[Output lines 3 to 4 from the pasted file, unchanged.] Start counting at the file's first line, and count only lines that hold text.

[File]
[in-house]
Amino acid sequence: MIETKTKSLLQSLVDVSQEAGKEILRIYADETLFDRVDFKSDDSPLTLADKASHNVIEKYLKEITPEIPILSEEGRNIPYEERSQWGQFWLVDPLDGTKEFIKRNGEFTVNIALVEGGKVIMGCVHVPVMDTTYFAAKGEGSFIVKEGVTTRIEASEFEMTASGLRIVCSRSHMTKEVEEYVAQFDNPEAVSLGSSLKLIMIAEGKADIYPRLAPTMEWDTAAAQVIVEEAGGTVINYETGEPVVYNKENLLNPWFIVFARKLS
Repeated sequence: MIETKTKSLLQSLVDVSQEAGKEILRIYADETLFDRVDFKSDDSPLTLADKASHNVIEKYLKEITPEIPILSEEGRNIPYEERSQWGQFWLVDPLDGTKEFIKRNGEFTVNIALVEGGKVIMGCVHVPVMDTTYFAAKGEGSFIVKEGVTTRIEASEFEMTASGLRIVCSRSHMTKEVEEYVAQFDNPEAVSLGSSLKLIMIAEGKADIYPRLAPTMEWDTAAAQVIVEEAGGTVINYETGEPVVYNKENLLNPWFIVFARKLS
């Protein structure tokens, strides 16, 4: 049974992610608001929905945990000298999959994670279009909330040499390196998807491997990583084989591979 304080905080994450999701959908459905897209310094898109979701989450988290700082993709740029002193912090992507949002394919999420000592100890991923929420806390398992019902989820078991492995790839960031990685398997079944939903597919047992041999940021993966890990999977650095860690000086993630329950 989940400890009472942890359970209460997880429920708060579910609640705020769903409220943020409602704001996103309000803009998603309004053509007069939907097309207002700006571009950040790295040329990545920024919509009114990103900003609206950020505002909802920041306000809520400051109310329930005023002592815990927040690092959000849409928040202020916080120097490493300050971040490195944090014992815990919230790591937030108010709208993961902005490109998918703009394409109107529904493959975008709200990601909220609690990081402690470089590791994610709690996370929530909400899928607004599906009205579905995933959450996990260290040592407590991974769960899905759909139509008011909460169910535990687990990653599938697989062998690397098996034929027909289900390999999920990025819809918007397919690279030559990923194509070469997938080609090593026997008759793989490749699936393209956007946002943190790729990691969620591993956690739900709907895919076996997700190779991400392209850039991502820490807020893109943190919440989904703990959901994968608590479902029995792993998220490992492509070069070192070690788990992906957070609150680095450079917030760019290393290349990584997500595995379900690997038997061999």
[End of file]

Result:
Repeated sequence: MIETKTKSLLQSLVDVSQEAGKEILRIYADETLFDRVDFKSDDSPLTLADKASHNVIEKYLKEITPEIPILSEEGRNIPYEERSQWGQFWLVDPLDGTKEFIKRNGEFTVNIALVEGGKVIMGCVHVPVMDTTYFAAKGEGSFIVKEGVTTRIEASEFEMTASGLRIVCSRSHMTKEVEEYVAQFDNPEAVSLGSSLKLIMIAEGKADIYPRLAPTMEWDTAAAQVIVEEAGGTVINYETGEPVVYNKENLLNPWFIVFARKLS
């Protein structure tokens, strides 16, 4: 049974992610608001929905945990000298999959994670279009909330040499390196998807491997990583084989591979 304080905080994450999701959908459905897209310094898109979701989450988290700082993709740029002193912090992507949002394919999420000592100890991923929420806390398992019902989820078991492995790839960031990685398997079944939903597919047992041999940021993966890990999977650095860690000086993630329950 989940400890009472942890359970209460997880429920708060579910609640705020769903409220943020409602704001996103309000803009998603309004053509007069939907097309207002700006571009950040790295040329990545920024919509009114990103900003609206950020505002909802920041306000809520400051109310329930005023002592815990927040690092959000849409928040202020916080120097490493300050971040490195944090014992815990919230790591937030108010709208993961902005490109998918703009394409109107529904493959975008709200990601909220609690990081402690470089590791994610709690996370929530909400899928607004599906009205579905995933959450996990260290040592407590991974769960899905759909139509008011909460169910535990687990990653599938697989062998690397098996034929027909289900390999999920990025819809918007397919690279030559990923194509070469997938080609090593026997008759793989490749699936393209956007946002943190790729990691969620591993956690739900709907895919076996997700190779991400392209850039991502820490807020893109943190919440989904703990959901994968608590479902029995792993998220490992492509070069070192070690788990992906957070609150680095450079917030760019290393290349990584997500595995379900690997038997061999």